Left to right: Maggie Marilyn, Edun, BITE

Closing the loop: Denizen’s guide on how to be a better fashion consumer

It’s officially Fashion Revolution Week. A time to pause for thought on how we consume, wear and dispose of our clothes, this week offers an opportunity to take a stark look at how fashion truly impacts the environment. Hint: it’s much more than you think.

The fashion industry is the second largest polluter in the world — after oil. Let that sink in. Untreated toxic waste-waters get dumped from factories into waterways and huge amounts of fresh water is wasted for producing fabrics like cotton — the ratio currently sits at around 20,000 litres of water to 1kg of cotton. Not only that but microfibres from fabrics (minute, plastic-based particles from synthetic textiles that shed when washed) often end up in the ocean and have become a major polluting factor, ending up consumed by the fish we eat and one of the reasons why humans are ingesting more plastic in their diets than ever before. If all this wasn’t enough, synthetic textiles like polyester can take up to 200 years to decompose, meaning that most of the clothes we throw out (around 72% of the average wardrobe is made from synthetic materials) become landfill fodder and are ultimately hugely detrimental to the environment.

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Fashion also contributes significantly to harmful greenhouse gas emissions (10% of global output) – a major byproduct of its manufacturing and transportation of garments. What’s more, synthetic fibres are made from fossil fuels and require far greater energy input to create than natural fibres. These cheaper fibres also emit N20, which is apparently three-times more damaging than CO2.

In light of the damning statistics, we thought we’d cut through the noise to bring you a simple guide on a few things you can do to affect your fashion consumption.

1.Educate yourself
This means on the issues at play but also on the brands you should be turning towards. In reaction to the growing concern with how fashion affects the environment, a number of brands (both well-established and new) have put sustainability at the forefront, answering the question of whether to choose a piece that is beautiful OR good for the environment by saying, well why not both? Some of our favourite brands championing the cause include Maggie Marilyn, Rachel Mills, Stella McCartney, BITE, Chief Studio, Edun, Allbirds, Paris Georgia, KITX, Maison Cleo, KOWTOW, Marine Serre, Elliss, and E.L.V Denim. Although there are many more.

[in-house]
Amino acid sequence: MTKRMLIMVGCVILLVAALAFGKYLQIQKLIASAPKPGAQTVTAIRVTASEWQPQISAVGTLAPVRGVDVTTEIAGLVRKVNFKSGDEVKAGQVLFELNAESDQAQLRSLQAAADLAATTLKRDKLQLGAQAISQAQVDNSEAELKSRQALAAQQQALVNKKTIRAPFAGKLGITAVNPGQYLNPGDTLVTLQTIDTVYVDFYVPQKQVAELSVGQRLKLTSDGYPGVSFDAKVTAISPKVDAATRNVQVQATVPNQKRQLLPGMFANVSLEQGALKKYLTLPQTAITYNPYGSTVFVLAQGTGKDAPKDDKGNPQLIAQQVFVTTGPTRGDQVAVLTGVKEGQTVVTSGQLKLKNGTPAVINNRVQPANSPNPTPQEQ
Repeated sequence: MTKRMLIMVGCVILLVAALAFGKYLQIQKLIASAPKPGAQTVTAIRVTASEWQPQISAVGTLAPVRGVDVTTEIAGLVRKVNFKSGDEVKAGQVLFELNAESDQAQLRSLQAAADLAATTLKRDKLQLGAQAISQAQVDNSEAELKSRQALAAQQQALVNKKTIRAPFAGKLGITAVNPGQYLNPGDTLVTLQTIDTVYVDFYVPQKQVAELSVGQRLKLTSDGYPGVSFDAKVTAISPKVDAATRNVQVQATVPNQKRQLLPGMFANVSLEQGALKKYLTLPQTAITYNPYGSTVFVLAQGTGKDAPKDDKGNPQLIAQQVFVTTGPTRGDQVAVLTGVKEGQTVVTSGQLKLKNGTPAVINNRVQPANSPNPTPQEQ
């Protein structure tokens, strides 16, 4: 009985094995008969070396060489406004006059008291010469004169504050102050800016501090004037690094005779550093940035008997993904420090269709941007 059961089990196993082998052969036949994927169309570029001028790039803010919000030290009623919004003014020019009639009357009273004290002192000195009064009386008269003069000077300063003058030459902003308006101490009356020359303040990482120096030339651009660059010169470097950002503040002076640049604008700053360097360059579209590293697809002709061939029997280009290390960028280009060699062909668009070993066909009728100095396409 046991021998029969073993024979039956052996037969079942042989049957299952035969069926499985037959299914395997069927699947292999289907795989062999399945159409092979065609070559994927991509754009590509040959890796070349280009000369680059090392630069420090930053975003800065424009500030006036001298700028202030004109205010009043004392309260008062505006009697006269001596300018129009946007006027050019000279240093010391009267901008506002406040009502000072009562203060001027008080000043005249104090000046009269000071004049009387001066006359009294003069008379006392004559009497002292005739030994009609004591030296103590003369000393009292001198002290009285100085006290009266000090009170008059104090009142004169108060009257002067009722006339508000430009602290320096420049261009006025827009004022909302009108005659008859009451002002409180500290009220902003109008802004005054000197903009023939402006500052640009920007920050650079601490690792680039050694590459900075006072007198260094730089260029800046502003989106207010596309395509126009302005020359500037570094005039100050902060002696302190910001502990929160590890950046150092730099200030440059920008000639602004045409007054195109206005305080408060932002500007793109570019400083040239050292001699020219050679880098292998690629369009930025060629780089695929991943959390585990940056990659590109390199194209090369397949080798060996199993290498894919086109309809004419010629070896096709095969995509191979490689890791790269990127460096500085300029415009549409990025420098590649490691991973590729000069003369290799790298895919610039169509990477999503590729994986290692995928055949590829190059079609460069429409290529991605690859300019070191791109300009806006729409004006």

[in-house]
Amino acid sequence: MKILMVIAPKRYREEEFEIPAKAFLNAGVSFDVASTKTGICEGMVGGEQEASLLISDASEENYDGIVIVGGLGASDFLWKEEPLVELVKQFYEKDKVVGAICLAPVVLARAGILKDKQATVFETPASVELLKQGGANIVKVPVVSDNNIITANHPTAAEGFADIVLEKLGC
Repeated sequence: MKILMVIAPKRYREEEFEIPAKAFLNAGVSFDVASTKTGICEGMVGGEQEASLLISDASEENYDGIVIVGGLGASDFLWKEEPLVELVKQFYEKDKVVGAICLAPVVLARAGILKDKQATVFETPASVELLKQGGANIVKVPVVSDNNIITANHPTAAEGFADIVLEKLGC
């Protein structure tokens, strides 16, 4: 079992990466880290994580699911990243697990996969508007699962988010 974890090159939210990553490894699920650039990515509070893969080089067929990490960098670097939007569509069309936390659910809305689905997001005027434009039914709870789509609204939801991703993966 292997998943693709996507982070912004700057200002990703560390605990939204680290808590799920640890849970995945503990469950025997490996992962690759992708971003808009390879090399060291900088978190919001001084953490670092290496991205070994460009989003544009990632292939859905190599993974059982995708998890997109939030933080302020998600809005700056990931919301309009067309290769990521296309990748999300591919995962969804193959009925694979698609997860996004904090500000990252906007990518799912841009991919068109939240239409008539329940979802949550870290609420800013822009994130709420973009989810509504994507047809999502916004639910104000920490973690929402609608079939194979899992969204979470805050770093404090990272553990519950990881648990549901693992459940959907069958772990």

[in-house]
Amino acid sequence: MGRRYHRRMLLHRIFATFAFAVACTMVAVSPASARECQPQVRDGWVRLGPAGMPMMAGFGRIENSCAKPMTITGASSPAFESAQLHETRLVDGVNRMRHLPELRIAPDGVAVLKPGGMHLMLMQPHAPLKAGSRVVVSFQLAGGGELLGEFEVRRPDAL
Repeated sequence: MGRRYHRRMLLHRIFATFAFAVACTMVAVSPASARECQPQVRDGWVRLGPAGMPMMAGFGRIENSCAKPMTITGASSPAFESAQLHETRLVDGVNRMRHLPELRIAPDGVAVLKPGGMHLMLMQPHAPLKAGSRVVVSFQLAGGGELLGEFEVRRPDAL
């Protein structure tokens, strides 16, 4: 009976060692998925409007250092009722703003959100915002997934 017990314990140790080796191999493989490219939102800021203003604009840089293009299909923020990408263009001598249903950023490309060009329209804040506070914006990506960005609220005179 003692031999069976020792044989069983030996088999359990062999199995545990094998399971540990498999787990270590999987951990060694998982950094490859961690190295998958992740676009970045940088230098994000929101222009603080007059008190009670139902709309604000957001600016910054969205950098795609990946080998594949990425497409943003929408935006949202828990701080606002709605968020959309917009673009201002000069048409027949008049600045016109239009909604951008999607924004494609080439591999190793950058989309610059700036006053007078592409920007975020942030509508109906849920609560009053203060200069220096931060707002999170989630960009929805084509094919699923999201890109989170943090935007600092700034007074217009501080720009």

Some of the certifications to be aware of include Bluesign, Eco-Cert, Global Organic Textile Standard, Oeko-Tex, Cradle 2 Cradle, the Fairtrade mark and the Global Recycle Standard.
Good online resources for more information on the environmental effects of fashion can be found on websites such as Fashion Revolution, and Sustain Your Style.

Left: Maggie Marilyn, Right: Rachel Mills

2. Buy higher quality or second hand
It’s pretty simple really. A beautiful piece bought from a brand putting high-quality craftsmanship at the centre of its designs will last significantly longer than a trendy, seasonal one. Yes, the temptation to buy clothes in bulk from fast-fashion retailers is there. But if you take a good hard look at what you actually need and save up to spend slightly more on one or two pieces (as opposed to five or six), you’re not only consuming less, you’re consuming smarter.
The other side of this, is the burgeoning market for second-hand fashion, seeing online consignment stores like The Real Real and Vestiaire Collective grow exponentially over the last few years (The Real Real has even opened physical stores in LA and New York). Making second-hand purchases feel as luxurious and exciting as buying off the rack, these businesses are helping the industry adopt a more closed-loop cycle.

3. Explore other ways of getting rid of old clothes
Instead of throwing out clothes you’ve tired of, try selling them on or donating them to places where you know the pieces will actually reach those in need. The City Mission in Auckland is a great place to donate unwanted clothes (especially warm ones ahead of winter) while other local initiatives like Koha Apparel are establishing more direct links between those who have clothes to give away and those who need them.
Another way to make use of clothing that is unwanted is to rent it out. That dress you bought for a ball once could be rented out to others who need something specific, thus giving the piece more worth per wear.

4. Get behind causes
Donating time and money to causes is an obvious way of affecting change. Fashion Revolution established itself as a platform for spreading awareness about the detrimental effects of fashion via its viral hashtag #whomademyclothes. On its website, it lists a number of things we can do as consumers to get behind the cause including letter templates that can be sent to policymakers and brands, donation options and educational resources.
Here are some causes to get know about and get behind: The World Fair Trade Organisation, Clean Clothes Campaign, the Centre for Sustainable Fashion, the Ellen MacArthur Foundation, the Fair Trade Federation, the Ethical Trade Initiative, the Fair Wear Foundation, Fairtrade International, Textile Exchange, Labour Behind The Label, Traid, and Tearfund.


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